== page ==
Walk directions

From the village hall, follow the road marked ‘Village Downs Only’ The road is also signposted for the Ridgeway and Segsbury Camp. Pass an assortment of houses and thatched cottages. When the road swings left, with good views of downland ahead, turn sharp right.

Approach a gate leading into a nature reserve; swing left in front of it and follow the path for about 50yds (46m). At a junction of rights of way, keep right (signposted Nature Trail). Pass a gate on the right and here there are pleasant views of a lake down among the trees. Continue along the tree-shaded path, which runs high above the Letcombe Brook. The brook is seen at times dashing between banks of greenery. Glimpses of distant downland and the occasional chocolate-box cottage complete the picture as you approach Letcombe Bassett.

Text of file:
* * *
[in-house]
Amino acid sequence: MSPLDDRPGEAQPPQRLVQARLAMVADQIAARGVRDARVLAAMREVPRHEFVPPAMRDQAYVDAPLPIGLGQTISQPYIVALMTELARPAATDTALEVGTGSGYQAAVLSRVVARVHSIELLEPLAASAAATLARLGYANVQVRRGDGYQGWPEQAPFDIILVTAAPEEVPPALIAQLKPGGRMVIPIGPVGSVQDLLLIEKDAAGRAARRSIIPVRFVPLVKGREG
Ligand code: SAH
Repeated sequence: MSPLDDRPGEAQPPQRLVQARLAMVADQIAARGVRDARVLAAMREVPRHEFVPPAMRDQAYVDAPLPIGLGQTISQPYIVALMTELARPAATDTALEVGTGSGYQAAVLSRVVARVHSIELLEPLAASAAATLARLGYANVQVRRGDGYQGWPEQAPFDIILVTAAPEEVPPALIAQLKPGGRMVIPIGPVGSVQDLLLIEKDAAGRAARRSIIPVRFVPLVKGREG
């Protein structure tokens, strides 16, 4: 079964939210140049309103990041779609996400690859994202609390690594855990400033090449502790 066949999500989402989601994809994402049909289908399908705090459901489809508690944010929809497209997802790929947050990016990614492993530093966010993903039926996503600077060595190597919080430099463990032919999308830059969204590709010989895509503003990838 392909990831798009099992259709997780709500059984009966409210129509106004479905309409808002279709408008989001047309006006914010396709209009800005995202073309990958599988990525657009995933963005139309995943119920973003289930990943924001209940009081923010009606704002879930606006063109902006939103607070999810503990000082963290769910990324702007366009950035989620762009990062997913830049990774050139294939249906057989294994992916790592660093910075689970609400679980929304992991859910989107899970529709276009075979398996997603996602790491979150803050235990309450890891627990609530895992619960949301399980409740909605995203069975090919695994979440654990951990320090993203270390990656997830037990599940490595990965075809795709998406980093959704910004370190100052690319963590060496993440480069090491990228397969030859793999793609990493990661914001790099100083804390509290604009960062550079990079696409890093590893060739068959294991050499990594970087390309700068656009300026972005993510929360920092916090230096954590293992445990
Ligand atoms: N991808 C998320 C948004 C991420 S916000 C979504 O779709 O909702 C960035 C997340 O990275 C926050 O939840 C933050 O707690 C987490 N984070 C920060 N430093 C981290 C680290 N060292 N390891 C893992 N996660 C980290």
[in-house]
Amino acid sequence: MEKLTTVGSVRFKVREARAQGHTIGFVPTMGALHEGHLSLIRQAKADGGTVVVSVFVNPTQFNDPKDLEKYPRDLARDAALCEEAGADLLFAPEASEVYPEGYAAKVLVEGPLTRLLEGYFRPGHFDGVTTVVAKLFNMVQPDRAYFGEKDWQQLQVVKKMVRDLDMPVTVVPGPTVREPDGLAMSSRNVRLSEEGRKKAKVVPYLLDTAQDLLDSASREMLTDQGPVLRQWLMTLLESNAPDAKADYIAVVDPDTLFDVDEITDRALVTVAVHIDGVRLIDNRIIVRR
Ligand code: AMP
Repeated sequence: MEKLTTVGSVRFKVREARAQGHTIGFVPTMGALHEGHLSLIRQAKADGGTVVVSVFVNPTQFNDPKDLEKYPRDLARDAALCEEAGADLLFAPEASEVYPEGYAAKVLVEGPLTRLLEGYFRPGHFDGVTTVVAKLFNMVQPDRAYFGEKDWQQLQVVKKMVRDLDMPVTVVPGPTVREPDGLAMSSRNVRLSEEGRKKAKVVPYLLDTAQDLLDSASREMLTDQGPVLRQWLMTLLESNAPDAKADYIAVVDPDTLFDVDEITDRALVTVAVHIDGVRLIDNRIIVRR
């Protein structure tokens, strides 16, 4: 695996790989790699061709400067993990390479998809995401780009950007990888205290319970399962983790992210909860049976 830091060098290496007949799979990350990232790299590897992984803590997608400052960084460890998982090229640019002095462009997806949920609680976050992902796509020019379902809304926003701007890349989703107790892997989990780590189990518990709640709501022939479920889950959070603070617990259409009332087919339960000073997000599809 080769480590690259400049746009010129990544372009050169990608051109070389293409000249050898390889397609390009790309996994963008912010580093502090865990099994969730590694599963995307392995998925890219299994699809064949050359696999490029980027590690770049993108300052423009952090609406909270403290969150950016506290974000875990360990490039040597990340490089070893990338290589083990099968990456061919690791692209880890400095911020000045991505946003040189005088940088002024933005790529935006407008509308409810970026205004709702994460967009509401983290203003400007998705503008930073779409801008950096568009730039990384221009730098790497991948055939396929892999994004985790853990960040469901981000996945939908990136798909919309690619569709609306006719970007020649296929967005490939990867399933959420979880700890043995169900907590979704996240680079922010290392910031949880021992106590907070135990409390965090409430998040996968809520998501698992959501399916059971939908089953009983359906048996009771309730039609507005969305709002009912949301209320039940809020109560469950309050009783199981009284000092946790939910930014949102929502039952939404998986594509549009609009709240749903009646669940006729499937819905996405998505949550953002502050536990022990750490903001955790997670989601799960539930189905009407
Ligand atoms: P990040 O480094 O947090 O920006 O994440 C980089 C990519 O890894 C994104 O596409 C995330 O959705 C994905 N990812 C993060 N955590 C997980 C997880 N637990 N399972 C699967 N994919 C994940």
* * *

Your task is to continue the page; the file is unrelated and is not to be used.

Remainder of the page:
On reaching the road, by the junction with Rectory Lane, keep ahead and uphill on the road through the village. Turn left at the church sign and soon Letcombe Bassett’s St Michael and All Angels is visible over to the right, amid delightful thatched cottages. Continue on up the hill following the single-track lane and pass a footpath with a ‘Ridgeway-circular walks’ sign on the left. As the lane curves right, bear left to join a path marked ‘Ridgeway and Segsbury Camp.’

Cross a stile and walk ahead with fence on the right. Make for a stile in the corner and keep ahead on an undulating downland path. Head for the next two stiles and continue across grassland to reach a stile leading onto the Ridgeway. Turn right, passing a private road on the left and a turning for Letcombe Bassett on the right. Keep to the restricted byway (Ridgeway) for a short distance, then take the next left, also a restricted byway. Pass some remote barns and keep heading south until you reach some trees and bushes, branching right at the fork.